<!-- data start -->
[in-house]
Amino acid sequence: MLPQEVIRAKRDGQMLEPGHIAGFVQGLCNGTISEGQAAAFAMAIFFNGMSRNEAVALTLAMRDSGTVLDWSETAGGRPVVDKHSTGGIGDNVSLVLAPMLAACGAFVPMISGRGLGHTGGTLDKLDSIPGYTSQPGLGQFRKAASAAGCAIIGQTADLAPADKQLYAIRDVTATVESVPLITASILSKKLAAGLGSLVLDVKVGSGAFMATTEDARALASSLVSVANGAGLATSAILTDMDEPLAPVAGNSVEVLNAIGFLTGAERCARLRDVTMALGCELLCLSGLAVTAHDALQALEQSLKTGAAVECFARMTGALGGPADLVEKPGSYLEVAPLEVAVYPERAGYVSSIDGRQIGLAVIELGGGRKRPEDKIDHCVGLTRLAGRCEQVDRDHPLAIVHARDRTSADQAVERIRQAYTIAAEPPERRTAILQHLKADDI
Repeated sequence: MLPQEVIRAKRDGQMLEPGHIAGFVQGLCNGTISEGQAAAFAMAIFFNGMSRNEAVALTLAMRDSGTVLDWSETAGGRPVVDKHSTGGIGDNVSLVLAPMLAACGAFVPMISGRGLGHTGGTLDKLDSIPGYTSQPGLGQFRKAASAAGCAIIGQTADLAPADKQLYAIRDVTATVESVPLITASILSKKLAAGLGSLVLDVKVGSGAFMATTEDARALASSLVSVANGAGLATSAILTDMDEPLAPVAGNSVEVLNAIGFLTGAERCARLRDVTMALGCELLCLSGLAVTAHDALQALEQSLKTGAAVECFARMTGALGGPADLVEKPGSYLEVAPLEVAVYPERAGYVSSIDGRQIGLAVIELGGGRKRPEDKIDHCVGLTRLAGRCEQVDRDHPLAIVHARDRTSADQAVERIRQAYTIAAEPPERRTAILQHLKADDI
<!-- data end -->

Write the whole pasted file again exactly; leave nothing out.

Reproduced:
[in-house]
Amino acid sequence: MLPQEVIRAKRDGQMLEPGHIAGFVQGLCNGTISEGQAAAFAMAIFFNGMSRNEAVALTLAMRDSGTVLDWSETAGGRPVVDKHSTGGIGDNVSLVLAPMLAACGAFVPMISGRGLGHTGGTLDKLDSIPGYTSQPGLGQFRKAASAAGCAIIGQTADLAPADKQLYAIRDVTATVESVPLITASILSKKLAAGLGSLVLDVKVGSGAFMATTEDARALASSLVSVANGAGLATSAILTDMDEPLAPVAGNSVEVLNAIGFLTGAERCARLRDVTMALGCELLCLSGLAVTAHDALQALEQSLKTGAAVECFARMTGALGGPADLVEKPGSYLEVAPLEVAVYPERAGYVSSIDGRQIGLAVIELGGGRKRPEDKIDHCVGLTRLAGRCEQVDRDHPLAIVHARDRTSADQAVERIRQAYTIAAEPPERRTAILQHLKADDI
Repeated sequence: MLPQEVIRAKRDGQMLEPGHIAGFVQGLCNGTISEGQAAAFAMAIFFNGMSRNEAVALTLAMRDSGTVLDWSETAGGRPVVDKHSTGGIGDNVSLVLAPMLAACGAFVPMISGRGLGHTGGTLDKLDSIPGYTSQPGLGQFRKAASAAGCAIIGQTADLAPADKQLYAIRDVTATVESVPLITASILSKKLAAGLGSLVLDVKVGSGAFMATTEDARALASSLVSVANGAGLATSAILTDMDEPLAPVAGNSVEVLNAIGFLTGAERCARLRDVTMALGCELLCLSGLAVTAHDALQALEQSLKTGAAVECFARMTGALGGPADLVEKPGSYLEVAPLEVAVYPERAGYVSSIDGRQIGLAVIELGGGRKRPEDKIDHCVGLTRLAGRCEQVDRDHPLAIVHARDRTSADQAVERIRQAYTIAAEPPERRTAILQHLKADDI